The effect it had was to make my sleep deeper, which given the program’s name, shouldn’t be surprising. Sadly, it wasn’t something I found very pleasant. The deep sleep gave me vivid dreams and left me with a groggy feeling in the morning, neither of which I usually experience. It was definitely affecting my sleep, but not in a way I wanted.

Thync Relax Pro
Andy Boxall/Digital Trends
Andy Boxall/Digital Trends

I moved onto the Deep Relax program, and my sleep returned to normal. On one day of way more stress than I usually have, I had all the expected symptoms of high stress — elevated heart rate, inability to concentrate, and tensed muscles. Running Deep Relax genuinely helped. The tension left, and I calmed down. The Thync Relax Pro earned its keep that day. It reminded me of how the original Thync worked. It was always the relaxing mode that was most effective for me, and that seems to have repeated itself with the Thync Relax Pro.

What’s interesting is the day after, with the same level of stress, I chose to visit the gym instead. It had the same effect. This brought the Thync Relax Pro’s strengths into focus. Not everyone will have an hour to head out to the gym when they’re feeling stressed out. The Thync Relax Pro needs 10 minutes, and is inconspicuous enough that it can be worn anywhere and at any time. However, the benefits of going to the gym to work out stress are greater than sitting down with a piece of tech stuck to the back of your neck.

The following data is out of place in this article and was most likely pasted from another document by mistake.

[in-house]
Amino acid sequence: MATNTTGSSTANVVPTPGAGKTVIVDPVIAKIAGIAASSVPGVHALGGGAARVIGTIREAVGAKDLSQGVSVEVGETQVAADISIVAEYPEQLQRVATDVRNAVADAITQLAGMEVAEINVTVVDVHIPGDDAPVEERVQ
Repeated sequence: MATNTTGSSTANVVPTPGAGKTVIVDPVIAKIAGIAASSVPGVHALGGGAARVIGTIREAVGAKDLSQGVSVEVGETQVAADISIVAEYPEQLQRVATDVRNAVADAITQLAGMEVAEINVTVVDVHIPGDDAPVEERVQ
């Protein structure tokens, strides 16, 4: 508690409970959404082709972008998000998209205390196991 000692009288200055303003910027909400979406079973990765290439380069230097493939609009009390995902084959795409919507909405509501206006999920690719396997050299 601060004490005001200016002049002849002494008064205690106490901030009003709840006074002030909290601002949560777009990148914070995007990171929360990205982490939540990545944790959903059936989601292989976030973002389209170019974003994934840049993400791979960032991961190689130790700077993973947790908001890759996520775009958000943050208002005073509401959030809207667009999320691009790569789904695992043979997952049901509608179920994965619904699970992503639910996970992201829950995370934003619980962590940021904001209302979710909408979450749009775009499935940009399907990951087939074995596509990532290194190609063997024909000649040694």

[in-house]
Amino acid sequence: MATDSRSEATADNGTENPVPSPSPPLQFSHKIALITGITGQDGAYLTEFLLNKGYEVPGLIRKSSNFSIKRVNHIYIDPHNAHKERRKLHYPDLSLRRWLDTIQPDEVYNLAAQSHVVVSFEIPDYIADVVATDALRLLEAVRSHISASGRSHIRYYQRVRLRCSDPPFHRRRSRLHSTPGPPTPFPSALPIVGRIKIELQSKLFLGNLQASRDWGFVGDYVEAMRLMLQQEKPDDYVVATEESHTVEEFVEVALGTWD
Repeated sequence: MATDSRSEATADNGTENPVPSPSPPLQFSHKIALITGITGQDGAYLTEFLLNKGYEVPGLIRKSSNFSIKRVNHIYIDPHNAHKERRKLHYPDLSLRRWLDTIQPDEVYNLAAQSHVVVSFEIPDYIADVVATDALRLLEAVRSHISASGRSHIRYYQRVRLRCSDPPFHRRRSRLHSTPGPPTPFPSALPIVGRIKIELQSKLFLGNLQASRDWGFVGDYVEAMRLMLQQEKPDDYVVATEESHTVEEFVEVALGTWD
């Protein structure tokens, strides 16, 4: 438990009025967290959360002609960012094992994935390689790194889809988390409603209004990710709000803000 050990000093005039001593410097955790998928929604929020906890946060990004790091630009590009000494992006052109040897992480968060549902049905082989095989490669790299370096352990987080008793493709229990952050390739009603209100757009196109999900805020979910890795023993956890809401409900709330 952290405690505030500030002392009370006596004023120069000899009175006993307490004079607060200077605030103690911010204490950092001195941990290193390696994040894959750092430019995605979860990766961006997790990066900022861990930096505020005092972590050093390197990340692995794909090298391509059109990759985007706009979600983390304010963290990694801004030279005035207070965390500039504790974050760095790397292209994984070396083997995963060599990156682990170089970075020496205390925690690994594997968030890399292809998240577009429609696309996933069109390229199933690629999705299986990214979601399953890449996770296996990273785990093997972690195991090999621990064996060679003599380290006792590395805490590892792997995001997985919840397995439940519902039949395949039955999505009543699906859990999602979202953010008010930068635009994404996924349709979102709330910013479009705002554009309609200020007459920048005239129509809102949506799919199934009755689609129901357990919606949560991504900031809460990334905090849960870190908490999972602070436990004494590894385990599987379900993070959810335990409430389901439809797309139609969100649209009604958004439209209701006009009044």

Be safe in the knowledge you’re not buying snake oil here. Thync Relax Pro works.

There was never any pain from using the Thync Relax Pro, and only one time was there a little discomfort after I accidentally set the intensity too high. It’s easy to wear, easy to use, and in our own personal experience, it is effective. Whether you enjoy the sensation it gives will come down to personal preference; but be safe in the knowledge you’re not buying snake oil here. Thync Relax Pro works.

Even the battery is good, with a single charge lasting the 10 day test.

What’s bothering us is whether it justifies $510 for the first year, and $360 for each year after that. If it was $150 and that was it, then we’d unequivocally recommend it. For me, because the sleep experience wasn’t that pleasant, and I’m not a hugely stressed person, it’s a hard sell for that price.

If either of those are problem areas on a more regular basis for you, then explore one of Thync’s alternative plans. It charges $430 for a “lifetime” subscription, for example, or you can rent it for $50 up front for a 30 day trial, and then $50 per month if you decide to keep it.

When we tried the prototype Thync Relax last year, there were concerns over the company’s funding and future. Digital Trends spoke to Thync about this, and received the following statement:

“Thync is doing well and we’re excited about the interest we are seeing for the Thync Relax Pro. The company transitioned to a new set of investors 18 months ago and we are seeking to raise our next funding round within the next six months.”

Thync Relax Pro
Andy Boxall/Digital Trends
Andy Boxall/Digital Trends

There are very few other products like the Thync Relax Pro out there. If you’re looking at it and can already see a space for it in your life, then we’d definitely recommend giving it a test by using the 30-day trial. You’ll have to be quick though, as supplies are limited for this offer.

The very worst that will happen is like me, you may not enjoy one of the programs; but on the right day at the right time, the Thync Relax Pro may end up helping you de-stress when there was no other solution available. It’s pretty hard to put a value on that kind of help.

Editors' Recommendations

Andy Boxall
Senior Mobile Writer
Andy is a Senior Writer at Digital Trends, where he concentrates on mobile technology, a subject he has written about for…